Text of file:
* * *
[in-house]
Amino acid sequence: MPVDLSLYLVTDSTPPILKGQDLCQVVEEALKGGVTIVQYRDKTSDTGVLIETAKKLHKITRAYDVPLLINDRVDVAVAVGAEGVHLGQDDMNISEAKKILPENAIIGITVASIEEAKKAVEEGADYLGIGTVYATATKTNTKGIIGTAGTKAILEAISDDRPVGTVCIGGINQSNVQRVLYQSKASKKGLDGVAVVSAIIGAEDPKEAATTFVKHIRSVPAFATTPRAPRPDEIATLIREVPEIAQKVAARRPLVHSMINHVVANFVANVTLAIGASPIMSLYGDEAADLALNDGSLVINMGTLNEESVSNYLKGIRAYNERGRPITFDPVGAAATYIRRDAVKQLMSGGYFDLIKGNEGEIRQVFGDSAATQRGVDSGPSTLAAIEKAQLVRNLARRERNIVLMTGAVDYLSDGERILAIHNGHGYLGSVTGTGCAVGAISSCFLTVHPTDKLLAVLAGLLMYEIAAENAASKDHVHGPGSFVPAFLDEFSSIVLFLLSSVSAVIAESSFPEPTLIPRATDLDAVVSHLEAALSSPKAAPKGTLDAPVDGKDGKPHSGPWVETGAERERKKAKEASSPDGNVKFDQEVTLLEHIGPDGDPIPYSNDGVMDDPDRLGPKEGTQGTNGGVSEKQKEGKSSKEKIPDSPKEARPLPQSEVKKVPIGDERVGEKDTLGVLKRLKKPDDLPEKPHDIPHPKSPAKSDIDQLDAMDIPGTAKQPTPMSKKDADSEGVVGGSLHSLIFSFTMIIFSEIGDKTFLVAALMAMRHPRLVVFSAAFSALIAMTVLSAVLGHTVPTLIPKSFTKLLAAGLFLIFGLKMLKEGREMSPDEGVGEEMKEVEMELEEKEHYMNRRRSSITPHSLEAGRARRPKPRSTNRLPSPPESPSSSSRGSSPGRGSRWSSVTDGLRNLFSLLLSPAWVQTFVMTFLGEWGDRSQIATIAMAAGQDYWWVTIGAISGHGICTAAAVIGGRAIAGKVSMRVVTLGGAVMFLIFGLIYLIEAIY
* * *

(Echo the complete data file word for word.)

[in-house]
Amino acid sequence: MPVDLSLYLVTDSTPPILKGQDLCQVVEEALKGGVTIVQYRDKTSDTGVLIETAKKLHKITRAYDVPLLINDRVDVAVAVGAEGVHLGQDDMNISEAKKILPENAIIGITVASIEEAKKAVEEGADYLGIGTVYATATKTNTKGIIGTAGTKAILEAISDDRPVGTVCIGGINQSNVQRVLYQSKASKKGLDGVAVVSAIIGAEDPKEAATTFVKHIRSVPAFATTPRAPRPDEIATLIREVPEIAQKVAARRPLVHSMINHVVANFVANVTLAIGASPIMSLYGDEAADLALNDGSLVINMGTLNEESVSNYLKGIRAYNERGRPITFDPVGAAATYIRRDAVKQLMSGGYFDLIKGNEGEIRQVFGDSAATQRGVDSGPSTLAAIEKAQLVRNLARRERNIVLMTGAVDYLSDGERILAIHNGHGYLGSVTGTGCAVGAISSCFLTVHPTDKLLAVLAGLLMYEIAAENAASKDHVHGPGSFVPAFLDEFSSIVLFLLSSVSAVIAESSFPEPTLIPRATDLDAVVSHLEAALSSPKAAPKGTLDAPVDGKDGKPHSGPWVETGAERERKKAKEASSPDGNVKFDQEVTLLEHIGPDGDPIPYSNDGVMDDPDRLGPKEGTQGTNGGVSEKQKEGKSSKEKIPDSPKEARPLPQSEVKKVPIGDERVGEKDTLGVLKRLKKPDDLPEKPHDIPHPKSPAKSDIDQLDAMDIPGTAKQPTPMSKKDADSEGVVGGSLHSLIFSFTMIIFSEIGDKTFLVAALMAMRHPRLVVFSAAFSALIAMTVLSAVLGHTVPTLIPKSFTKLLAAGLFLIFGLKMLKEGREMSPDEGVGEEMKEVEMELEEKEHYMNRRRSSITPHSLEAGRARRPKPRSTNRLPSPPESPSSSSRGSSPGRGSRWSSVTDGLRNLFSLLLSPAWVQTFVMTFLGEWGDRSQIATIAMAAGQDYWWVTIGAISGHGICTAAAVIGGRAIAGKVSMRVVTLGGAVMFLIFGLIYLIEAIY